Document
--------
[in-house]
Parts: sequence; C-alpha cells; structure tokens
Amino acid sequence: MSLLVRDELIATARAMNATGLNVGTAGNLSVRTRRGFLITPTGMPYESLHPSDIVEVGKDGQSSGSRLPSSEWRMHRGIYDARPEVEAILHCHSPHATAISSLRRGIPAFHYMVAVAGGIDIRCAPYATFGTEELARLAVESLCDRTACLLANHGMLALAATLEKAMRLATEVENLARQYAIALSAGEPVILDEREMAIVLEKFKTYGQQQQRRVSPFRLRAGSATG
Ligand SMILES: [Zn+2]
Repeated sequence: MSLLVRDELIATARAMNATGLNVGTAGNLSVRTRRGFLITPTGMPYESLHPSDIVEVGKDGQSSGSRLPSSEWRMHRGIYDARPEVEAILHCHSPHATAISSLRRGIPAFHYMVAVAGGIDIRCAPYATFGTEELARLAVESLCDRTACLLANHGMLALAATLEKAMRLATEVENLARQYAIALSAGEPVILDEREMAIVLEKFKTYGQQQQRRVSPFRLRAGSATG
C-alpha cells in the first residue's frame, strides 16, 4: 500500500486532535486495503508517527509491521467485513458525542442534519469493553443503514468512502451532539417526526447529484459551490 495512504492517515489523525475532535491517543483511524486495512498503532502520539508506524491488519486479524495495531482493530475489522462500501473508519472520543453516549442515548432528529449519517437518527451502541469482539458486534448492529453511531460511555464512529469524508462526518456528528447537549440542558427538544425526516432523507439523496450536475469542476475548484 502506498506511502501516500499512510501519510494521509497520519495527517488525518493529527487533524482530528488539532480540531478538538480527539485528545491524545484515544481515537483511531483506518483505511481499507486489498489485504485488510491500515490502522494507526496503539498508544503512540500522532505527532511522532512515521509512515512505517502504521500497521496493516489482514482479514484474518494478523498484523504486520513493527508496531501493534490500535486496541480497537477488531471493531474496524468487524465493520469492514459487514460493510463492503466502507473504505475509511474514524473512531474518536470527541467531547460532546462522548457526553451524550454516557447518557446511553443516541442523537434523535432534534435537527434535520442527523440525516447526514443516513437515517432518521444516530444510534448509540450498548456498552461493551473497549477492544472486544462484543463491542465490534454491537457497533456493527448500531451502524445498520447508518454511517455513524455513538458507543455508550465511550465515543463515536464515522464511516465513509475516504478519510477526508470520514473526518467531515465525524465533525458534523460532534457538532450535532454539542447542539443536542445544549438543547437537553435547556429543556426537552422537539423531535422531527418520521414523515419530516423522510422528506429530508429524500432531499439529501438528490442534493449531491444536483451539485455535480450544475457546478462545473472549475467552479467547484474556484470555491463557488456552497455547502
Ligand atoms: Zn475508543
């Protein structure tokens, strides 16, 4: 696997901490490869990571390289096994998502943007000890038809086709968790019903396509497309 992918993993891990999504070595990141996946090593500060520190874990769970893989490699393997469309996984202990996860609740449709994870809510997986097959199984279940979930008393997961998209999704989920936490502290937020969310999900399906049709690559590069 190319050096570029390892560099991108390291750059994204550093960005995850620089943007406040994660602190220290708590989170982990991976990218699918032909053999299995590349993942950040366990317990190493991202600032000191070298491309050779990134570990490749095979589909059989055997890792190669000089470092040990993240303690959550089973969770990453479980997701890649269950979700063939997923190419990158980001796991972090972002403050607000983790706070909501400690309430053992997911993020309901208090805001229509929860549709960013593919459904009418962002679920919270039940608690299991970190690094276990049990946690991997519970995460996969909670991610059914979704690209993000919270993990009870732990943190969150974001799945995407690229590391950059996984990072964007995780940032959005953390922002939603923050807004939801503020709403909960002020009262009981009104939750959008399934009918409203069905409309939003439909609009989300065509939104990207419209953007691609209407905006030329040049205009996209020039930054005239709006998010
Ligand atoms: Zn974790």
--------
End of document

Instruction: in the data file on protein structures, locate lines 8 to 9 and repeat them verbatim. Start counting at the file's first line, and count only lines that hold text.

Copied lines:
């Protein structure tokens, strides 16, 4: 696997901490490869990571390289096994998502943007000890038809086709968790019903396509497309 992918993993891990999504070595990141996946090593500060520190874990769970893989490699393997469309996984202990996860609740449709994870809510997986097959199984279940979930008393997961998209999704989920936490502290937020969310999900399906049709690559590069 190319050096570029390892560099991108390291750059994204550093960005995850620089943007406040994660602190220290708590989170982990991976990218699918032909053999299995590349993942950040366990317990190493991202600032000191070298491309050779990134570990490749095979589909059989055997890792190669000089470092040990993240303690959550089973969770990453479980997701890649269950979700063939997923190419990158980001796991972090972002403050607000983790706070909501400690309430053992997911993020309901208090805001229509929860549709960013593919459904009418962002679920919270039940608690299991970190690094276990049990946690991997519970995460996969909670991610059914979704690209993000919270993990009870732990943190969150974001799945995407690229590391950059996984990072964007995780940032959005953390922002939603923050807004939801503020709403909960002020009262009981009104939750959008399934009918409203069905409309939003439909609009989300065509939104990207419209953007691609209407905006030329040049205009996209020039930054005239709006998010
Ligand atoms: Zn974790």